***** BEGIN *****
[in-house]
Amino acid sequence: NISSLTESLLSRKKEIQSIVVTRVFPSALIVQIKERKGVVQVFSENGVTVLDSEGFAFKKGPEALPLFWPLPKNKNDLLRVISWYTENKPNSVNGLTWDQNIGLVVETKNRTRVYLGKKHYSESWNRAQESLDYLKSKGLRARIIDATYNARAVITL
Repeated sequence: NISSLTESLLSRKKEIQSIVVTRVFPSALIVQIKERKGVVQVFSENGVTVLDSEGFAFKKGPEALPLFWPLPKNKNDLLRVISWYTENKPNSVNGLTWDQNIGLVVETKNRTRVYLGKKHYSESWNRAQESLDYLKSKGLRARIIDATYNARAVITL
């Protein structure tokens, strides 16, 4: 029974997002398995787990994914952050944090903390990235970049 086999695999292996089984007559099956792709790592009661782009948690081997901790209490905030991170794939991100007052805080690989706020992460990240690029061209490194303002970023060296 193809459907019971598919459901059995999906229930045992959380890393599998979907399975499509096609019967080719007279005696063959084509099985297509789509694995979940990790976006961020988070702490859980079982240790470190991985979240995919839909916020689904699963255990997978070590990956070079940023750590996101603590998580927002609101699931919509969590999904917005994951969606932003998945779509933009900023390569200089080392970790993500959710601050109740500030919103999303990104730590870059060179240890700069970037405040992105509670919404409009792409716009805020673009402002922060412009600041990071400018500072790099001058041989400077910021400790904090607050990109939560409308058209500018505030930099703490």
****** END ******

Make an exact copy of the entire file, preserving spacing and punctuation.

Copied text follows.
[in-house]
Amino acid sequence: NISSLTESLLSRKKEIQSIVVTRVFPSALIVQIKERKGVVQVFSENGVTVLDSEGFAFKKGPEALPLFWPLPKNKNDLLRVISWYTENKPNSVNGLTWDQNIGLVVETKNRTRVYLGKKHYSESWNRAQESLDYLKSKGLRARIIDATYNARAVITL
Repeated sequence: NISSLTESLLSRKKEIQSIVVTRVFPSALIVQIKERKGVVQVFSENGVTVLDSEGFAFKKGPEALPLFWPLPKNKNDLLRVISWYTENKPNSVNGLTWDQNIGLVVETKNRTRVYLGKKHYSESWNRAQESLDYLKSKGLRARIIDATYNARAVITL
């Protein structure tokens, strides 16, 4: 029974997002398995787990994914952050944090903390990235970049 086999695999292996089984007559099956792709790592009661782009948690081997901790209490905030991170794939991100007052805080690989706020992460990240690029061209490194303002970023060296 193809459907019971598919459901059995999906229930045992959380890393599998979907399975499509096609019967080719007279005696063959084509099985297509789509694995979940990790976006961020988070702490859980079982240790470190991985979240995919839909916020689904699963255990997978070590990956070079940023750590996101603590998580927002609101699931919509969590999904917005994951969606932003998945779509933009900023390569200089080392970790993500959710601050109740500030919103999303990104730590870059060179240890700069970037405040992105509670919404409009792409716009805020673009402002922060412009600041990071400018500072790099001058041989400077910021400790904090607050990109939560409308058209500018505030930099703490």